Ever since EA Sports claimed there was no market for a UFC game when approached a few years ago, there has been somewhat of a frenzy to cash in on the sport’s popularity through video games. This is most clearly evidenced by the self-proclaimed “king of sports” EA hopping right back onto the bandwagon with their own MMA title. This newest addition to the party is Supremacy MMA by Kung Fu Factory.
Instead of simply trying to make a better version of the other games, Kung Fu Factory ditched the simulation approach and created a slightly over the top arcade experience in order to better capture the action and ferocity of MMA fighting. Supremacy MMA has a typical fighter setup, with a health bar and a special moves bar for each fighter. The latter increasing as you land hits, the former decreasing as you get hit. The fight lasts until one opponent’s health bar has been emptied. Simple enough. As with any fighting game you can hop right in and be rewarded with some success, but it takes a lot longer to truly master the game. You just have to decide if you want to be bothered to stick with Supremacy for that long.
Your fighter’s response time from your controller is good, and the fighting itself very intuitive. You will quickly find yourself improving your timing with blocks and kicks, and begin to feel pretty accomplished. Unfortunately, by the time you’ve reached this point, you’ll soon realize that this part of the game has little bearing at all on the outcome of the fight. It is impossible to do any useful amount of damage while standing, regardless of punches, kicks, head-shots, body-shots, anything. Due to this each game is inevitably won on the ground, with one fighter towering over the other and pounding them into oblivion. Shamefully, this part of the game is the most frustrating as the timing for blocks and move reversals are not nearly as responsive as they were while standing. The top fighter also has the ability to grab a body part and break it, obviously resulting in substantial damage. The idea looks cool, sounds cool, but is not cool at all. This is because your only chance of breaking out of the move is to furiously waggle the right analog stick and hope the new bar on the screen fills up before the computer’s does. If you’re playing a friend, this is a decently entertaining little race. However, when playing the computer it is a complete waste of time. Unless you accidentally start moving the analog stick before the move starts, you will NOT beat the computer, even in what are supposed to be the easiest fights. With how much the floor fighting influences the outcome of the fight, it is unforgivable to have these sorts of issues.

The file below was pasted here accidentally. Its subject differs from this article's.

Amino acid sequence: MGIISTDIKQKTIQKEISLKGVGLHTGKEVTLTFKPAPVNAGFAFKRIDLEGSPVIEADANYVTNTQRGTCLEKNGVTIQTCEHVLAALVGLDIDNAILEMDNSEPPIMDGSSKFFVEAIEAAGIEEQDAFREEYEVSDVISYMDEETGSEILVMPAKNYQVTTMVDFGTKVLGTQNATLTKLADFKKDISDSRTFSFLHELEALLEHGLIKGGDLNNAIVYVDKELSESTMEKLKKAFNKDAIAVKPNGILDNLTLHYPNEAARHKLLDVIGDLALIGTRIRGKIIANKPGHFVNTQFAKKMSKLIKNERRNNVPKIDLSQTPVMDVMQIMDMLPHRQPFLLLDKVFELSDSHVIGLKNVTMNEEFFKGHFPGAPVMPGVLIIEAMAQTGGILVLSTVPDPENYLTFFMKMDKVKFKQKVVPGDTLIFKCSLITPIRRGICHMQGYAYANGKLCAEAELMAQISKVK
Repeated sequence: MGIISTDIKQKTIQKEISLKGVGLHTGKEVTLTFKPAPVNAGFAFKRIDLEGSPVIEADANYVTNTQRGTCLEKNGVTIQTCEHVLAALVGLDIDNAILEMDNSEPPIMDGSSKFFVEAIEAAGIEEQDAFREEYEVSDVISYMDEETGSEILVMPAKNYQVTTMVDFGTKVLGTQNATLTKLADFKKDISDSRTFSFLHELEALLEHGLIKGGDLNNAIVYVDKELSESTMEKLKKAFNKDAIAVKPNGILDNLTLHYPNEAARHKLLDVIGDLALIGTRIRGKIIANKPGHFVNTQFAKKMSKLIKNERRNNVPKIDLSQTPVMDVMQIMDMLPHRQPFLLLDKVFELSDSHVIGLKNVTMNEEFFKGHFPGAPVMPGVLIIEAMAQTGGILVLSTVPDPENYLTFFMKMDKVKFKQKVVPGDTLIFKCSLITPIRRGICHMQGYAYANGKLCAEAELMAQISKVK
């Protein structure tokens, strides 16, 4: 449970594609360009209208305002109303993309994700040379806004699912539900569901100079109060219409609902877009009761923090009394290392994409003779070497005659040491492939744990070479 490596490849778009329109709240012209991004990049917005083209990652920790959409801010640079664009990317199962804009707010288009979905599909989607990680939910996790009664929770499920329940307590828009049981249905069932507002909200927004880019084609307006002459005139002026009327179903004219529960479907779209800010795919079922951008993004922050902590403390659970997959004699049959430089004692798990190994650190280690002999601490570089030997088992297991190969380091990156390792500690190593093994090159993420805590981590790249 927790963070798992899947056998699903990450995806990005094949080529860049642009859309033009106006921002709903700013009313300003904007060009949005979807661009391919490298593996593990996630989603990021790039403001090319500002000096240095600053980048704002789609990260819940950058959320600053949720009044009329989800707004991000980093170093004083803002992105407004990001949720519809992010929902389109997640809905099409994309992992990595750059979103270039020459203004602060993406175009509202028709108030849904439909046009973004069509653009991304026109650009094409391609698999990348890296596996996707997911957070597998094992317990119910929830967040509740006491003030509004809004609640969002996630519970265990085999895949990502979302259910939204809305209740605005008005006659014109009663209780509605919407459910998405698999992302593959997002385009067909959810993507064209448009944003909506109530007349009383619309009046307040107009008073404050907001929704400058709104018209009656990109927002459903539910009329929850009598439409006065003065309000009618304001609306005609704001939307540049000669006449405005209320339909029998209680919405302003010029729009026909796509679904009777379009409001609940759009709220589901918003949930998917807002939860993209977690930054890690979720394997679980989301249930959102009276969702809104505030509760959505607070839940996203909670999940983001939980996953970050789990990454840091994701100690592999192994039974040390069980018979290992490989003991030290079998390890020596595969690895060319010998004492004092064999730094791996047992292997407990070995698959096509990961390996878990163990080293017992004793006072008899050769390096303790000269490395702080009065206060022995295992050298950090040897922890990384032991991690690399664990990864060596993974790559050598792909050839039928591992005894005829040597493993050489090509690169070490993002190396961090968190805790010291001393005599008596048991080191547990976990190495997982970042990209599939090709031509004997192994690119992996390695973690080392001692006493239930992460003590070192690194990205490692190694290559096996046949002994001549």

Again, as with most fighting games, despite there being different modes such as tournaments, a gauntlet mode, a campaign/story mode for each player, and online match-ups, they are really all the same fight just wrapped in a different package. The campaign provides a slight change of pace by giving each character a mildly entertaining and despairingly scripted background story. You again just have fights, but they are accompanied with little bits of story to set up your next fight. This ultimately results in being a half-hearted mode that really needed a few more ideas and options to flesh it out into being truly worthwhile. I also cannot comment on the online portion of the game because I spent the better part of a week trying to find a match and failing. Somehow I feel this wasn’t because of connection issues.
There are 12 fighters, with 10 males and 2 females. You can change their clothes, and men can’t fight women. Apart from that there really isn’t much difference between the characters. They all have a unique appearance, which isn’t hard when there’s only 12, and they all have a specific fighting style. The specific fighting style would be a cool addition, but it unfortunately doesn’t transfer at all into the fighter’s actual fights. You won’t gain any pleasure or advantage by trying to find a character that matches your play style, because they’re all the same. Four of the characters are real, while the other 8 are fictitious. Again, no differences apart from appearance.
The fighter and scenery graphics themselves are decent, however connecting with punches and kicks looks and feels fantastic. If there is one thing Kung Fu Factory had to get right and did, it was the fun of landing a hit. If playing with a friend, it is immensely satisfying to break an arm or land a headbutt to the nose of your opponent. I can’t praise this aspect of the game enough. By the end of the fight the fighter’s bodies are splattered with blood and deep bruises depending on where they were hit and it looks fantastic. If not stuck against the computer and dealing with bars that you can’t break out of, a lot of the fighting can be downright enjoyable in limited exposure.
As it is, if Kung Fu Factory didn’t deliver on the fighting graphics and feel of the fight as well as they did, this would have been a complete waste of a game. This one, sole redeeming factor of the game elevates it from a complete train wreck, to a missed opportunity that can still provide some human vs. human fighting fun. Just don’t expect to find the depth or replayability that the other games in the genre offer.
REVIEW CODE: A complimentary Sony Playstation 3 code was provided to Brash Games for this review. Please send all review code enquiries to firstname.lastname@example.org.
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